9.) Achieve and maintain a normal weight. Overweight increases subtle inflammation, which as you should know by now (if you've been paying attention!) is an important risk factor for not only heart disease but also cancer, arthritis, Alzheimer's and more. When an overweight person loses weight, their hs-CRP (inflammatory marker) also comes down, corresponding to a lower heart disease risk. Of course, the low-carb, high Omega-3 fat diet that lowers blood sugar and corrects diabetes also leads to weight loss, making it easy to correct several problems at once through diet changes alone.

These same measures that dramatically lower your risk of heart disease also increase natural immunity, slash your risk of cancer, diabetes, arthritis, depression, Alzheimer's and senile dementia and a host of other diseases that we fall prey to with age. Even at advanced age or stages of disease, much improvement and protection is possible (in other words, you can reclaim a lot of healthy ground), by turning a few habits around in a healthier direction.

Obviously, a full in-depth examination of each of these factors far is too large for a single newsletter. If you'd like to know more about exactly how to implement these heart-healthy changes, please watch for our upcoming White Paper, "The Medical Insider's Guide to a Strong, Healthy Heart."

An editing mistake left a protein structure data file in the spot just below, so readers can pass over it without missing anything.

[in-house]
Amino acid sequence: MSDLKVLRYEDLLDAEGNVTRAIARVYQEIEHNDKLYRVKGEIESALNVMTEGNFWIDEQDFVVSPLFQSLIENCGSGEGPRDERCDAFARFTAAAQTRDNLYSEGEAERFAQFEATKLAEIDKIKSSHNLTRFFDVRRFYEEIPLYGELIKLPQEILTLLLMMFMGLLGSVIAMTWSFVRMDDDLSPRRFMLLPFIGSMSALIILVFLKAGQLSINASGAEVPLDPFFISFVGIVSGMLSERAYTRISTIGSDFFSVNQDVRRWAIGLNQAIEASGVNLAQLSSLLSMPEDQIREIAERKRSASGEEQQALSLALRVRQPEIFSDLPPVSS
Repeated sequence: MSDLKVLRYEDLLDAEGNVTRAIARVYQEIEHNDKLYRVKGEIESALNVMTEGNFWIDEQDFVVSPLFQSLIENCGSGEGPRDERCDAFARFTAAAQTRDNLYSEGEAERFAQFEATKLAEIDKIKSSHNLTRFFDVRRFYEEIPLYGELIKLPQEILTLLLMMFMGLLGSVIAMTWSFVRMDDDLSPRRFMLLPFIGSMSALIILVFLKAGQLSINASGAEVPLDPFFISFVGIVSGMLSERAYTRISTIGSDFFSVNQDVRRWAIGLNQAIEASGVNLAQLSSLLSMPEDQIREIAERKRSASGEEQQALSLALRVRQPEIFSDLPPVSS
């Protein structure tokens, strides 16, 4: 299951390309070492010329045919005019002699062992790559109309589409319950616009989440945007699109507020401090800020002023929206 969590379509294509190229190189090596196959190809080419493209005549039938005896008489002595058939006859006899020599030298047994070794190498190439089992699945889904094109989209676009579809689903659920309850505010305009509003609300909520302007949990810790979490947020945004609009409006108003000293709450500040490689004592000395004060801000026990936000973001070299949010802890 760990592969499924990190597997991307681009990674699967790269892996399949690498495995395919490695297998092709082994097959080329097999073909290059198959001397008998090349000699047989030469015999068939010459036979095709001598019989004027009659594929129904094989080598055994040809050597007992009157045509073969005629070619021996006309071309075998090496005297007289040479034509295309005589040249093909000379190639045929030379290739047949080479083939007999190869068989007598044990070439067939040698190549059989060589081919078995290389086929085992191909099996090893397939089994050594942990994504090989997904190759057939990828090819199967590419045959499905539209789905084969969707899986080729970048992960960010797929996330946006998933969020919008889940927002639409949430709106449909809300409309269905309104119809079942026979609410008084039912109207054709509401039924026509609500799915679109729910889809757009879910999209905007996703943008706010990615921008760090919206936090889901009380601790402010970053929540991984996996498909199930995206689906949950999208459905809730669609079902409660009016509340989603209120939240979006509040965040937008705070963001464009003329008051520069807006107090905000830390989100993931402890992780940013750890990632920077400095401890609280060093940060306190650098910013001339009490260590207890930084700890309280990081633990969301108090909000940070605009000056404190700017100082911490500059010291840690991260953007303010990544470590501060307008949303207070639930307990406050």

Inflamed Over Cholesterol

by Dr. Doug Nichols

With cholesterol-lowering statin drugs being some of the all-time biggest sellers, it's easy to get the idea that conventional medicine has a grudge against this amazing molecule. But as we have long recognized in holistic medicine, cholesterol is a friendly thing. It comprises 80% of the material in our body's cell walls, so we can't live without it. The body obviously thinks cholesterol is pretty important, too, because the liver manufactures cholesterol even if we don't eat any (in fact, especially if we don't eat any).

Scientific studies have shown that high cholesterol is not the smoking gun for heart disease risk that it's been claimed to be. Over 50% of people who have heart attacks have never had a cholesterol level above 200 (the "normal" upper limit). Clearly, then, other risk factors besides cholesterol play a role in the formation of atherosclerosis and heart disease. The biggest of these known risk factors appears to be subtle inflammation.

An eight-year study following nearly 28,000 women demonstrated that those with high levels of inflammation, shown by the inflammatory marker hs-CRP (highly sensitive C-Reactive Protein), were twice as likely to die from heart attack or stroke as those with high cholesterol levels. Half of the heart attacks and strokes occurred in women with "safe" levels of LDL (the so-called “bad” cholesterol). Some researchers believe that testing inflammatory markers may predict cardiovascular risk 15 to 25 years in the future.

The real question should probably be, if someone is experiencing high cholesterol, what is the underlying reason that the body is producing higher levels? Is inflammation the main culprit, and if it is, what is the underlying cause of the inflammation? Ah ha!  This looks to me like a question all doctors should be asking.

C-Reactive Protein: The "Forgotten" Heart Risk Factor

Highly sensitive C-Reactive Protein (hs-CRP) is a protein found in the blood that indicates inflammation. A growing body of evidence shows that low-level inflammation is a far bigger risk factor (or at least a marker) for heart disease than cholesterol or any other blood fat.